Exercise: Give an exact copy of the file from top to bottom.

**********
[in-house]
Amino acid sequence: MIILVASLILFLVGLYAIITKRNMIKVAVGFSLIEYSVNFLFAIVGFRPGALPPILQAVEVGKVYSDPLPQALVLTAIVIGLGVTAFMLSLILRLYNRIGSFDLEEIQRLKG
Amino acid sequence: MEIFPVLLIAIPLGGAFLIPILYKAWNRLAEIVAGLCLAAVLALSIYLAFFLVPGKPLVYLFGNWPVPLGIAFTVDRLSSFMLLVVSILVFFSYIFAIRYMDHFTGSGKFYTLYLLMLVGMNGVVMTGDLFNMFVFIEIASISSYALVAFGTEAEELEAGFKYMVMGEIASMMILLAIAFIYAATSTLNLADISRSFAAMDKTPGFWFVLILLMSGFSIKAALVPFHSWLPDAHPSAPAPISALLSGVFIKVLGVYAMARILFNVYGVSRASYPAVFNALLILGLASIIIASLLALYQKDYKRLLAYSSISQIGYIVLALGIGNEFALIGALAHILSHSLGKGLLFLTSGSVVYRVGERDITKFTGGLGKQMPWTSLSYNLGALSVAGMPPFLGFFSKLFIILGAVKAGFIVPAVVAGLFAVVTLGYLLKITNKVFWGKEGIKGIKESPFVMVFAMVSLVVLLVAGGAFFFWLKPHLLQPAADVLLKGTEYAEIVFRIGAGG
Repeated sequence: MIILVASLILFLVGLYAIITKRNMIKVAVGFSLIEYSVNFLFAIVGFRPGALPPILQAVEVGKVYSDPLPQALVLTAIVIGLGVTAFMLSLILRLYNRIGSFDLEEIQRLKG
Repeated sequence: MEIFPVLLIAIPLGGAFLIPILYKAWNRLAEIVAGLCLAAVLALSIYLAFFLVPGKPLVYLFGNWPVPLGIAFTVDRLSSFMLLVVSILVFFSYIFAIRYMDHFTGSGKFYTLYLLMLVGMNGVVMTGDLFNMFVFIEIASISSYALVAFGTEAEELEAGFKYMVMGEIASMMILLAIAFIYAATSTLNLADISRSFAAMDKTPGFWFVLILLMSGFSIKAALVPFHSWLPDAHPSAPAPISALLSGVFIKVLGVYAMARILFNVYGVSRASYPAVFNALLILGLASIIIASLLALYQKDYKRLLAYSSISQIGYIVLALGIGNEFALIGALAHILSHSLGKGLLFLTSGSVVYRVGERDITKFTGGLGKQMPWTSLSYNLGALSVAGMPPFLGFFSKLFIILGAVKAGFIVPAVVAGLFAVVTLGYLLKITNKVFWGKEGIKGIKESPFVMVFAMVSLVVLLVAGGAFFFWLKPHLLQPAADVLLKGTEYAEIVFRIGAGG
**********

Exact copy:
[in-house]
Amino acid sequence: MIILVASLILFLVGLYAIITKRNMIKVAVGFSLIEYSVNFLFAIVGFRPGALPPILQAVEVGKVYSDPLPQALVLTAIVIGLGVTAFMLSLILRLYNRIGSFDLEEIQRLKG
Amino acid sequence: MEIFPVLLIAIPLGGAFLIPILYKAWNRLAEIVAGLCLAAVLALSIYLAFFLVPGKPLVYLFGNWPVPLGIAFTVDRLSSFMLLVVSILVFFSYIFAIRYMDHFTGSGKFYTLYLLMLVGMNGVVMTGDLFNMFVFIEIASISSYALVAFGTEAEELEAGFKYMVMGEIASMMILLAIAFIYAATSTLNLADISRSFAAMDKTPGFWFVLILLMSGFSIKAALVPFHSWLPDAHPSAPAPISALLSGVFIKVLGVYAMARILFNVYGVSRASYPAVFNALLILGLASIIIASLLALYQKDYKRLLAYSSISQIGYIVLALGIGNEFALIGALAHILSHSLGKGLLFLTSGSVVYRVGERDITKFTGGLGKQMPWTSLSYNLGALSVAGMPPFLGFFSKLFIILGAVKAGFIVPAVVAGLFAVVTLGYLLKITNKVFWGKEGIKGIKESPFVMVFAMVSLVVLLVAGGAFFFWLKPHLLQPAADVLLKGTEYAEIVFRIGAGG
Repeated sequence: MIILVASLILFLVGLYAIITKRNMIKVAVGFSLIEYSVNFLFAIVGFRPGALPPILQAVEVGKVYSDPLPQALVLTAIVIGLGVTAFMLSLILRLYNRIGSFDLEEIQRLKG
Repeated sequence: MEIFPVLLIAIPLGGAFLIPILYKAWNRLAEIVAGLCLAAVLALSIYLAFFLVPGKPLVYLFGNWPVPLGIAFTVDRLSSFMLLVVSILVFFSYIFAIRYMDHFTGSGKFYTLYLLMLVGMNGVVMTGDLFNMFVFIEIASISSYALVAFGTEAEELEAGFKYMVMGEIASMMILLAIAFIYAATSTLNLADISRSFAAMDKTPGFWFVLILLMSGFSIKAALVPFHSWLPDAHPSAPAPISALLSGVFIKVLGVYAMARILFNVYGVSRASYPAVFNALLILGLASIIIASLLALYQKDYKRLLAYSSISQIGYIVLALGIGNEFALIGALAHILSHSLGKGLLFLTSGSVVYRVGERDITKFTGGLGKQMPWTSLSYNLGALSVAGMPPFLGFFSKLFIILGAVKAGFIVPAVVAGLFAVVTLGYLLKITNKVFWGKEGIKGIKESPFVMVFAMVSLVVLLVAGGAFFFWLKPHLLQPAADVLLKGTEYAEIVFRIGAGG